Don Peebles Launching $500M Fund For Black Developers Of Affordable Housing In S. Florida, NY, L.A.

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Written by Dana Sanchez
Don Peebles
Real estate entrepreneur, author and political activist Don Peebles. Photo: Peebles Corporation

Real estate entrepreneur, author and political activist Don Peebles plans to launch a $500 million investment fund for minority and women property developers in markets where his firm, Peebles Corp., operates.

He made the announcement on Friday during TRD’s annual Los Angeles residential real estate showcases, where he moderated a panel on diversity, according to the Real Deal.

An advocate for diversity in the real estate industry, Peebles said access to capital has been the biggest challenge for minorities and female developers. “I looked at how to address that for a number of years,” he said. “No one in the country is doing this on a national level.”

The fund will focus on urban infill projects — an urban planning term for rededicating land in an urban environment to new construction. A kind of “land-recycling,” infill has been promoted as an economical use of existing infrastructure and a remedy for urban sprawl, according to the Handbook of Urban Economics and Planning. Its critics view it as overloading urban services, increasing traffic congestion and pollution, and decreasing urban green-space.

“It’s a very positive thing to have the developments that are taking place in communities of color, to have the projects be developed by people of color,” Peebles said. “We see this as a win-win and an untapped market.”

Sixty projects will be targeted for funding, ranging from $10 to $70 million, including commercial and multifamily projects. The emphasis is on projects that offer affordable housing, TRD reported.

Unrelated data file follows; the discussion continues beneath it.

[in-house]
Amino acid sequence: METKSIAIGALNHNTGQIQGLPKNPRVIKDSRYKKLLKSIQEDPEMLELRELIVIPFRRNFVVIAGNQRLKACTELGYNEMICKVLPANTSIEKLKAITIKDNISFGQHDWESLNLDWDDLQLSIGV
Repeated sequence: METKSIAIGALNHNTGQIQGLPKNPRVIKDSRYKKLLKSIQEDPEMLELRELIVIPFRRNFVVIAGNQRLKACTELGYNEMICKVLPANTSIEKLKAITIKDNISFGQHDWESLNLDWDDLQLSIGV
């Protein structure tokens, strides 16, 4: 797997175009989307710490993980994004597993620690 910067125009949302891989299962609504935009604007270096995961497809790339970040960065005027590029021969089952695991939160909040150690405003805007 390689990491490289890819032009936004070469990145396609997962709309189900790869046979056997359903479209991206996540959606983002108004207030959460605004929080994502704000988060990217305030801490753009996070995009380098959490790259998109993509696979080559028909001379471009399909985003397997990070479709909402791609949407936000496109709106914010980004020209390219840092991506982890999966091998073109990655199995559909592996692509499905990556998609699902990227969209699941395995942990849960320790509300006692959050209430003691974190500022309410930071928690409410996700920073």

Peebles said he anticipates the fund will consist of a small group of investors. He is talking to global banks and other financial institutions to invest in the fund, though he did not identify them.

The fund will invest in projects in South Florida, New York City, Los Angeles, Boston, Washington D.C., Philadelphia, and Charlotte.

The Peebles Corporation is the largest African American-owned real estate development and ownership company in the U.S., according to Forbes.
Peebles is the founder, chairman and CEO. The firm has a multibillion-dollar development portfolio of luxury hotels, high-rise residential and commercial properties. In 2015, Forbes estimated Peebles’ net worth at $700 million.

In addition to supplying capital, Peebles said his company will help support emerging developers through co-developing or partnerships that help mitigate risk and help them grow quicker.

“The idea is to create this business model that shows that investing in emerging developers and investing in diversity will result in higher returns with less risk,” Peebles said.

Peebles is an urban renewal specialist with a penchant for public-private partnerships. No other company has successfully realized more real estate development through public-private partnerships, according to the company’s website.

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Peebles’ longtime goal has been to empower people who were historically cut off from capital, Real Estate Weekly reported. Peebles was among the first and most prolific developers to announce his interest in a federal initiative that offers tax relief in exchange for investments in designated Opportunity Zones.

In 2018, Peebles announced that he was creating a Qualified Opportunity Fund to invest in low-income areas across the country.

“Hopefully, this could result in greater diversity in the development business,” Peebles said. “More minorities who’ve had extremely difficult times getting access to capital and women developers who’ve had a very difficult time breaking into a male-dominated field.

“The reason these zones are there is because they haven’t been serviced by the private sector,” Peebles said, “so hopefully this results in smaller entrepreneurs having access to capital.”

The appeal of the Opportunity Zone program is two-fold, Real Estate Weekly reported:

  • Wealthy investors can sell assets and defer capital gains taxes.
  • Impoverished communities get a mechanism for attracting needed development.

Owners of appreciated assets can liquidate their holdings then roll the proceeds into an Opportunity Fund, which will then invest in designated areas.